This is exactly the same question I have been asking for a long time now.

It is no secret that I have been a Twitter fanatic. When I first started using it, as a small business owner, I saw so many possibilities for me as well as for job seekers. Twitter, unlike other social media outlets, has many interesting layers. It can be a networking tool, information-gathering tool, and marketing tool. As a result, at least in theory, it can open doors that were once before difficult to open, and it does so in a less formal environment than LinkedIn, which can get a little stuffy at times.

But Twitter can also be a gigantic time sucker.

Worse than Facebook or LinkedIn, Twitter can draw you in, and when it spits you back out, hours later, you can easily wonder what was really accomplished.

Now, some of you might be thinking, “I still don’t really ‘get’ Twitter. I go on there, and it is a sea of comments not really going anywhere.”

And for the newbie, that is exactly what it is. Unlike Facebook or LinkedIn, which are more user-friendly (you set up your profile and link up with people you know first and then join groups where you might meet others), Twitter is a bit like being tossed into the middle of a crowd of people all talking to themselves.

And that is where the time sucking begins.

Twitter isn’t so much a time sucker because you spend a lot of time “stalking” others like you might looking through people’s photo albums on Facebook or perusing their profiles on LinkedIn. No, on Twitter, where you will begin to lose time is in trying to turn this sea of non sequiturs into real conversation.

Now, Twitter does try to help you out…a la hashtags and Twitter chats.

By following hashtag streams and showing up for “chats,” you can start to find some real engagement with people who are interested in discussing the same things you are.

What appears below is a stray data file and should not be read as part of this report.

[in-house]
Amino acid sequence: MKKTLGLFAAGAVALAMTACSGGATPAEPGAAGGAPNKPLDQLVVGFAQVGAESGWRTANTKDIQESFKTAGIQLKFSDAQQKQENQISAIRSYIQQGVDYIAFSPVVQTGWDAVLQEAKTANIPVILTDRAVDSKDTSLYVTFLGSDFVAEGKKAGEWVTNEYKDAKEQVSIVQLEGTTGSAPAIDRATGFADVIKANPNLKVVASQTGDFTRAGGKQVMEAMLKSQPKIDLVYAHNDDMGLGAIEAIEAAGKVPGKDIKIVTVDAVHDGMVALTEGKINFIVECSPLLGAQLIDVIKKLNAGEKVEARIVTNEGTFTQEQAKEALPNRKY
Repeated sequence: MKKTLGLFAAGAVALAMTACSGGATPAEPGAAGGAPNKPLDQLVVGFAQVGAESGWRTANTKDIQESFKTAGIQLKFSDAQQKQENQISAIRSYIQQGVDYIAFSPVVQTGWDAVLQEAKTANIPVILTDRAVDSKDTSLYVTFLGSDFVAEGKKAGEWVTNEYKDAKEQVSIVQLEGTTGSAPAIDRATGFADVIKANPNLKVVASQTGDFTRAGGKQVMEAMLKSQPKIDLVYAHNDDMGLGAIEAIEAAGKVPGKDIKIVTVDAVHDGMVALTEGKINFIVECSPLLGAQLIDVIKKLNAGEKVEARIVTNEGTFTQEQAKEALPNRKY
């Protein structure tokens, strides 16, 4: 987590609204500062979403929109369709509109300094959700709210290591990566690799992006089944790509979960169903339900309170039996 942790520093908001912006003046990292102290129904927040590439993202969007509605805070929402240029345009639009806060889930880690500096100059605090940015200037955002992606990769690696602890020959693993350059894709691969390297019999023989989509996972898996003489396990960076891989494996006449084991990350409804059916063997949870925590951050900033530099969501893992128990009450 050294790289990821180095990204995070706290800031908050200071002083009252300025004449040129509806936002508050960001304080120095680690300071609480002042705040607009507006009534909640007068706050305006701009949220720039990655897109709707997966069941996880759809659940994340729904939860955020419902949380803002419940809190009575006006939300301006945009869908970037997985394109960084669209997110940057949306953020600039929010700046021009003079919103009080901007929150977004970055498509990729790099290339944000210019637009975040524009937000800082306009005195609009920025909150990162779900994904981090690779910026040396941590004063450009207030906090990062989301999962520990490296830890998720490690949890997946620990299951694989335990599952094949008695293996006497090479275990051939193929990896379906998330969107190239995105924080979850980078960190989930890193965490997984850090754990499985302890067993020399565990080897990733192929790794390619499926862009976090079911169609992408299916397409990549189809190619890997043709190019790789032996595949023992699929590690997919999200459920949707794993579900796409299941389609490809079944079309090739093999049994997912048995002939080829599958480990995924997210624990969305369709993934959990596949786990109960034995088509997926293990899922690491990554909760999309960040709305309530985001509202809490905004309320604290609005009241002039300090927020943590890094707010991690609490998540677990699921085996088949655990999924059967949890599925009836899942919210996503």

And then that is where the time sucking can come on full force.

So now you think you are actually starting to get somewhere, you are adding followers and you are talking to people instead of at them. You show up for the chats like Norm walking into the bar on Cheers. You find yourself thinking about clever things to say at the next one, and you don’t let little things like traveling and watching TV with your family members get in the way of participating because you just bring the chat(s) with you.

You are hooked…because you are “engaging.”

After all, isn’t that what social media is all about?

Yes, on the surface, yes. If you are looking for an outlet in which to meet people virtually to discuss different topics of interest, then you have come to the right place.

And there are certainly a lot of high-minded social media purists who will say that is what social media should only be about.

But, we live in the real world. And in the real world, social media isn’t thriving on engagement (shock and awe); it is thriving on turning that engagement into opportunities.

If people don’t create opportunities from the engagement, then it’s all just conversation.

And really isn’t that true for all types of networking, including face-to-face networking? You can attend lots of events and have lots of nice conversations, but how often is it leading to opportunities?

Now, once again, my social media purist pals will say, “social media is about giving, not taking.” Many of my fellow career colleagues will second that sentiment (I know because we’ve been “chatting”) with comments like, “networking is all about doing for others.”

Of course, we know what they mean. They want you to understand that you don’t “spam” people with your needs/wants. You don’t expect things that you aren’t willing to give in return. You share and promote others.

But, let’s face it, networking, social or otherwise, is not a charitable event. And it shouldn’t be.

That doesn’t mean you shouldn’t help others or that you should spam them with your desperation. But we should bring enough value to the engagement to position ourselves for referrals or recommendations.

This is authentic use of Twitter, any social media, and networking in general. We’re there to build connections that recommend and refer services to solve problems we each have, and you want to be part of that referral pipeline.

In other words, we “engage” in the free market.

We give. We act as a resource. AND we position ourselves to be the Go-To referral in our area of expertise.

This is as much true for the small business owner as it is for the active corporate job seeker or the passive candidate.

So can you tweet your way to the top on Twitter?

Well, it depends. To the top of the engagement meter, sure. You can ignore your family and talk all day if that suits you. But if you can’t turn all those chats into something actionable, well, then, you’re just…chatting.